• 20 August 2007, Patrick Collet, following the matter from Afghanistan, gives a slight hope : he has spoken to the First Secretary of our Embassy in Sarajevo who informed him that the Bosnian Defence Minister was more or less in favour of the transfer.
  • 25 August 2007 (Sunday), Merville-Dakota organises a big jumble/car boot sale at Franceville to collect money and publicise its plans. Donations continue to come in. Franceville becomes "le petit village qui rêvait d'un grand avion" (the small village which dreams of a big plane).
  • 29 August 2007, Claude Robert, an aeronautical engineer with a workshop at Carpiquet and a wealth of experience in old aircraft, joins the team. He will be in Rajlovac for 5 days to supervise the more delicate dismantling operations.
  • 31 August 2007, Olivier contacts Michel Caillard, retired aeronautical engineer and expert on Dakotas. Michel, who lives in Ouistreham, agrees to help reassemble the aircraft in Normandy.
  • 01 September 2007, thanks to the ex-minister and deputy of Calvados, Nicole Ameline, Olivier meets Craig Stapleton, the American Ambassador in Paris. Olivier gives an enthusiastic account of the project and the Ambassador designates one of his associates, Emilie Saliege, who will follow the project closely from now on.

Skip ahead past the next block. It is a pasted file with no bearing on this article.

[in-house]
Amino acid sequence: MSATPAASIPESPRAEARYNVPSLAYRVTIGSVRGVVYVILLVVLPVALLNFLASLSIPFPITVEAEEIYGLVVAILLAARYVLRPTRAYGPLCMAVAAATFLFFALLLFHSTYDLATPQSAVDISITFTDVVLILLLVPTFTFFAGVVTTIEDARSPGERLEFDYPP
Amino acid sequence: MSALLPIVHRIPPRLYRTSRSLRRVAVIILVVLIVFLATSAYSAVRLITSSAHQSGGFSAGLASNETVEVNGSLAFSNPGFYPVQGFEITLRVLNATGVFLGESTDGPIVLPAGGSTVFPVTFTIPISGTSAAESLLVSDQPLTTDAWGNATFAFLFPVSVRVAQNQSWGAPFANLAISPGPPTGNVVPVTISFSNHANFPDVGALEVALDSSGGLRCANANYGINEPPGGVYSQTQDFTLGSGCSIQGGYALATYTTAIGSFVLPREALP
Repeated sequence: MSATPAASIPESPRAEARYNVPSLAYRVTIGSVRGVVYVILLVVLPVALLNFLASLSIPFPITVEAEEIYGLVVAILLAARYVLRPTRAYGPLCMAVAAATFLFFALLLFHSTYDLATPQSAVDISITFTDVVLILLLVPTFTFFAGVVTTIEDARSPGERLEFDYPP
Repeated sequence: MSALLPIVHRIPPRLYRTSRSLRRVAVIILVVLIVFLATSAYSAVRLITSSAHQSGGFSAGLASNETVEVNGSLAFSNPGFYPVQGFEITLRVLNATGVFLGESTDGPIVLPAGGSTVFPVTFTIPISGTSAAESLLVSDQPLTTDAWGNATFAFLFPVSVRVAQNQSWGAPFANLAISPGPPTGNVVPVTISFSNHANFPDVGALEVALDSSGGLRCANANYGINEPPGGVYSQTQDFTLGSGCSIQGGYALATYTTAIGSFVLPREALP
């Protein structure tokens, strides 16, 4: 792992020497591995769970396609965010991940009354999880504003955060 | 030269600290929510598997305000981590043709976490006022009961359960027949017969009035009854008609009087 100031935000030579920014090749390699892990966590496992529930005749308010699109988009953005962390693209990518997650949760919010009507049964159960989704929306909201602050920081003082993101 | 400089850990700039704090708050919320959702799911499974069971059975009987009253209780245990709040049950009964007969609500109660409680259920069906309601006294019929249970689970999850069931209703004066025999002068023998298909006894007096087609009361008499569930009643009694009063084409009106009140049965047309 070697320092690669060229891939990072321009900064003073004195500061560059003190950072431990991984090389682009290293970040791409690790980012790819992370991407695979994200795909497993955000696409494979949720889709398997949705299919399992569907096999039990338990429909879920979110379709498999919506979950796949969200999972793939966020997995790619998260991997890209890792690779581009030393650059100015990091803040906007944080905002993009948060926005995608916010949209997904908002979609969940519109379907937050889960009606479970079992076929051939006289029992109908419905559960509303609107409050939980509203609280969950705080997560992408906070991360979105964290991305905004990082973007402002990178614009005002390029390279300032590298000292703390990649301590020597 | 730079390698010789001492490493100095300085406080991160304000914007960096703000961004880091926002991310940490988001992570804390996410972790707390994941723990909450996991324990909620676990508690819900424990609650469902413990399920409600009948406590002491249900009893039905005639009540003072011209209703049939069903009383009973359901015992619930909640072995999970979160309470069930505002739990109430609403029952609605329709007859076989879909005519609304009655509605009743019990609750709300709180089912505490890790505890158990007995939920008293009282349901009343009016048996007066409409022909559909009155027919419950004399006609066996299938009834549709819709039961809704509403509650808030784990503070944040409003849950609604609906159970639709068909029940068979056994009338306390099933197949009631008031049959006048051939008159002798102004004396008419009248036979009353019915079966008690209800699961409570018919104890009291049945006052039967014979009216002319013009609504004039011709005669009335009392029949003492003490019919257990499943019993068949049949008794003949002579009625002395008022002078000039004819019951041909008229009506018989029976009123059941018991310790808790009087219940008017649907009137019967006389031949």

• 02 September 2007, Patrick Jumel, a Merville-Franceville municipal employee joins the team. His specific job is to construct the transport chassis. Together with Jean and Hans, he is an integral part of the pathfinder team, which has to convey the material by road, due to leave a few days before the rest of the team, planned for 11 October.
  • 06 September 2007, the Ministry of Defence's signature is announced as imminent. To take advantage of low fares, tickets are purchased.
  • 11 September 2007, as there is no signed agreement from the Minister : Pierre Arnold, the French Defence Attaché, meets a senior official from the Defence Ministry to discuss the aircraft.
  • 15 September 2007, the SNAFU team meets, gives a press conference and issues the first release, announcing the expedition.
  • 16 September 2007, the family of the aircraft's pilot, James Harper, is located and contacted in the United States. The SNAFU family is growing.
  • 17 September 2007, Pierre Arnold mentions several obstacles and delays at different levels. Olivier suggests going to Sarajevo himself to meet the Bosnia-Herzegovinian authorities.
  • From 26 to 28 September 2007, Olivier is in Sarajevo. He is well supported by the embassy with his enquiries. He meets Colonel Giegeling and sees the aircraft "for real" for the first time before entering into negotiations with Defence Ministry officials. By the end of his trip, it seems that there is an agreement in principle but another agreement is nevertheless necessary from the National Heritage Commission. The United States Representatives in Sarajevo might help to advance matters. Under these conditions, the possibility of postponement is high.